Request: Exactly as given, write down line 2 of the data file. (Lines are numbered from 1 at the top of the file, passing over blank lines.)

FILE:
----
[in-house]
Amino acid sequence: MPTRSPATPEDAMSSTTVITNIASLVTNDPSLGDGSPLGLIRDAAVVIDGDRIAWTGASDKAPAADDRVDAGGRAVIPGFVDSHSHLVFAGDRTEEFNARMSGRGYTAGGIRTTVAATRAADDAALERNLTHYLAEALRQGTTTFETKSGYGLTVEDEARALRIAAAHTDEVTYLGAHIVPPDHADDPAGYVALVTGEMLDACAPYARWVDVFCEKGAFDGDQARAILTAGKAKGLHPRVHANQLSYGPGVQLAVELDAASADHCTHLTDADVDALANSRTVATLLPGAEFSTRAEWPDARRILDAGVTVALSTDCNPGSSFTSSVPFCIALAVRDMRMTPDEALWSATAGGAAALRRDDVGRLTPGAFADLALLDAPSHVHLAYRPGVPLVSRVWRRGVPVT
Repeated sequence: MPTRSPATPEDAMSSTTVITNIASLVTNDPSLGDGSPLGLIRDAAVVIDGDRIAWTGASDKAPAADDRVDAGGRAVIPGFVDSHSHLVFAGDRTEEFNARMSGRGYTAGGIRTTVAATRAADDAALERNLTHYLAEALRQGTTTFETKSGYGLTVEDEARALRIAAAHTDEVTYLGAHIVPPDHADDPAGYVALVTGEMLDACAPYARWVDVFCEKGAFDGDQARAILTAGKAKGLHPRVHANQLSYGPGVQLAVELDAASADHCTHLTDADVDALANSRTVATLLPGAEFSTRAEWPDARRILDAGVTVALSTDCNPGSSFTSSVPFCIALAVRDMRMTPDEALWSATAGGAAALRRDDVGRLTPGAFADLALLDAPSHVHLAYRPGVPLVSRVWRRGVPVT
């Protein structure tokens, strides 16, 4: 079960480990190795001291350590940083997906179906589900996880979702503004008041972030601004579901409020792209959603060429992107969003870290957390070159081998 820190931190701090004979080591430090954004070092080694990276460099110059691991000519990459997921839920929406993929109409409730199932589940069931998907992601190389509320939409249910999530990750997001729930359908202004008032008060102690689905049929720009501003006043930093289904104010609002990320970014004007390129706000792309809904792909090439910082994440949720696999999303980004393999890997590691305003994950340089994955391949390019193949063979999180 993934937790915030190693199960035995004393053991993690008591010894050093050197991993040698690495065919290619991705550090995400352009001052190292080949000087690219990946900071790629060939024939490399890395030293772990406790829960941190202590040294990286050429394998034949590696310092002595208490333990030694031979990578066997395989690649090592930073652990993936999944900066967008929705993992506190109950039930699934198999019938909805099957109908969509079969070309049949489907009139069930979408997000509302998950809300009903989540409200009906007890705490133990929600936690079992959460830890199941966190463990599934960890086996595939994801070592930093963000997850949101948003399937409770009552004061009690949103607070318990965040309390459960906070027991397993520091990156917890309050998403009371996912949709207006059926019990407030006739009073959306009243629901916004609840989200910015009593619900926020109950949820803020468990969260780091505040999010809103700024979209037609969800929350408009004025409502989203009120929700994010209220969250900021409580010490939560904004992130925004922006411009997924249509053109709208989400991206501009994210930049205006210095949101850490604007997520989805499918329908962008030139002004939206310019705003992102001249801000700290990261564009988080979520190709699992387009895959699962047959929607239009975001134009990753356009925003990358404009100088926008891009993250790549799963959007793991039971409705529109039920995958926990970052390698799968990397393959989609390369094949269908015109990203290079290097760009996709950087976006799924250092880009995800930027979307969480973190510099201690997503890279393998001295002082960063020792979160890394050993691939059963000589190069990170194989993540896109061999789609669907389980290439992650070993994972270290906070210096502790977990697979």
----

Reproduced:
Amino acid sequence: MPTRSPATPEDAMSSTTVITNIASLVTNDPSLGDGSPLGLIRDAAVVIDGDRIAWTGASDKAPAADDRVDAGGRAVIPGFVDSHSHLVFAGDRTEEFNARMSGRGYTAGGIRTTVAATRAADDAALERNLTHYLAEALRQGTTTFETKSGYGLTVEDEARALRIAAAHTDEVTYLGAHIVPPDHADDPAGYVALVTGEMLDACAPYARWVDVFCEKGAFDGDQARAILTAGKAKGLHPRVHANQLSYGPGVQLAVELDAASADHCTHLTDADVDALANSRTVATLLPGAEFSTRAEWPDARRILDAGVTVALSTDCNPGSSFTSSVPFCIALAVRDMRMTPDEALWSATAGGAAALRRDDVGRLTPGAFADLALLDAPSHVHLAYRPGVPLVSRVWRRGVPVT